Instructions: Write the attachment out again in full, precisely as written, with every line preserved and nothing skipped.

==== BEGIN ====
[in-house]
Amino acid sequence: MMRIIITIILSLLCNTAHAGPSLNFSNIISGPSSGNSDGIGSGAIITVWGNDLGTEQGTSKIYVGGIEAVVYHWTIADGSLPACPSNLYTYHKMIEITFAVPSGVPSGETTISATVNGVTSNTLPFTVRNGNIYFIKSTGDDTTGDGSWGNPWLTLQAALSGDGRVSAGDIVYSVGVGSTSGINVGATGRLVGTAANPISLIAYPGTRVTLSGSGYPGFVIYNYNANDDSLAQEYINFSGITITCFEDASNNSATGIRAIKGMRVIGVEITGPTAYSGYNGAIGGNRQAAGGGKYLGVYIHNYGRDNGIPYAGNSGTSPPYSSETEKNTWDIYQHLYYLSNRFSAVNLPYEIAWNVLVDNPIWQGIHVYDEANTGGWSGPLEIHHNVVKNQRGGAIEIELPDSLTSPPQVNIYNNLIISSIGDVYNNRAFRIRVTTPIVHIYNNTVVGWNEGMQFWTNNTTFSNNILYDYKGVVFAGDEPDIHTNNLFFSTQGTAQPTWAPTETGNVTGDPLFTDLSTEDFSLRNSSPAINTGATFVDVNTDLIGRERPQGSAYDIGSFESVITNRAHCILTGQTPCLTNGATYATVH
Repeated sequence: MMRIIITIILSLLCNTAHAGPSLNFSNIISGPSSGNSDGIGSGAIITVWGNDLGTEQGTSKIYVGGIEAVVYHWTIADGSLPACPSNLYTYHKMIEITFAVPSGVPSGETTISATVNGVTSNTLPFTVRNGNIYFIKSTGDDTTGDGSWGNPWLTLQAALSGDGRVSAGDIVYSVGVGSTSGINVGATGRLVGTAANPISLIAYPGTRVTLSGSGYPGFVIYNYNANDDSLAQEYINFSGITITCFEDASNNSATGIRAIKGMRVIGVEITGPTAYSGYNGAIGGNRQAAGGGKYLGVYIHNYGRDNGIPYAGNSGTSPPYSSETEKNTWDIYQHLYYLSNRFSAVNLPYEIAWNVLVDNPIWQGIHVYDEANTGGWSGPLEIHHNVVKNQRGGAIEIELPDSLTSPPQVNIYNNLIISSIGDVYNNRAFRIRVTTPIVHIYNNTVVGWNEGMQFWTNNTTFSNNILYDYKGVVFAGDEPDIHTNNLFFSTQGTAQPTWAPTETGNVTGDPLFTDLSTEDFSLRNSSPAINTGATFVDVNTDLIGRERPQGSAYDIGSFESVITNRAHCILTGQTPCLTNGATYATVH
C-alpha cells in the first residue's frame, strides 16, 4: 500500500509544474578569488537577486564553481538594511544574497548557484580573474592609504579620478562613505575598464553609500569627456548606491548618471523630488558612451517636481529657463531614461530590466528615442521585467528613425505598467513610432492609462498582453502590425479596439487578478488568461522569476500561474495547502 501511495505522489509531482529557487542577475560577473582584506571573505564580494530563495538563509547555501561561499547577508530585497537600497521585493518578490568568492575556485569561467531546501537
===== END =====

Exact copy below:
[in-house]
Amino acid sequence: MMRIIITIILSLLCNTAHAGPSLNFSNIISGPSSGNSDGIGSGAIITVWGNDLGTEQGTSKIYVGGIEAVVYHWTIADGSLPACPSNLYTYHKMIEITFAVPSGVPSGETTISATVNGVTSNTLPFTVRNGNIYFIKSTGDDTTGDGSWGNPWLTLQAALSGDGRVSAGDIVYSVGVGSTSGINVGATGRLVGTAANPISLIAYPGTRVTLSGSGYPGFVIYNYNANDDSLAQEYINFSGITITCFEDASNNSATGIRAIKGMRVIGVEITGPTAYSGYNGAIGGNRQAAGGGKYLGVYIHNYGRDNGIPYAGNSGTSPPYSSETEKNTWDIYQHLYYLSNRFSAVNLPYEIAWNVLVDNPIWQGIHVYDEANTGGWSGPLEIHHNVVKNQRGGAIEIELPDSLTSPPQVNIYNNLIISSIGDVYNNRAFRIRVTTPIVHIYNNTVVGWNEGMQFWTNNTTFSNNILYDYKGVVFAGDEPDIHTNNLFFSTQGTAQPTWAPTETGNVTGDPLFTDLSTEDFSLRNSSPAINTGATFVDVNTDLIGRERPQGSAYDIGSFESVITNRAHCILTGQTPCLTNGATYATVH
Repeated sequence: MMRIIITIILSLLCNTAHAGPSLNFSNIISGPSSGNSDGIGSGAIITVWGNDLGTEQGTSKIYVGGIEAVVYHWTIADGSLPACPSNLYTYHKMIEITFAVPSGVPSGETTISATVNGVTSNTLPFTVRNGNIYFIKSTGDDTTGDGSWGNPWLTLQAALSGDGRVSAGDIVYSVGVGSTSGINVGATGRLVGTAANPISLIAYPGTRVTLSGSGYPGFVIYNYNANDDSLAQEYINFSGITITCFEDASNNSATGIRAIKGMRVIGVEITGPTAYSGYNGAIGGNRQAAGGGKYLGVYIHNYGRDNGIPYAGNSGTSPPYSSETEKNTWDIYQHLYYLSNRFSAVNLPYEIAWNVLVDNPIWQGIHVYDEANTGGWSGPLEIHHNVVKNQRGGAIEIELPDSLTSPPQVNIYNNLIISSIGDVYNNRAFRIRVTTPIVHIYNNTVVGWNEGMQFWTNNTTFSNNILYDYKGVVFAGDEPDIHTNNLFFSTQGTAQPTWAPTETGNVTGDPLFTDLSTEDFSLRNSSPAINTGATFVDVNTDLIGRERPQGSAYDIGSFESVITNRAHCILTGQTPCLTNGATYATVH
C-alpha cells in the first residue's frame, strides 16, 4: 500500500509544474578569488537577486564553481538594511544574497548557484580573474592609504579620478562613505575598464553609500569627456548606491548618471523630488558612451517636481529657463531614461530590466528615442521585467528613425505598467513610432492609462498582453502590425479596439487578478488568461522569476500561474495547502 501511495505522489509531482529557487542577475560577473582584506571573505564580494530563495538563509547555501561561499547577508530585497537600497521585493518578490568568492575556485569561467531546501537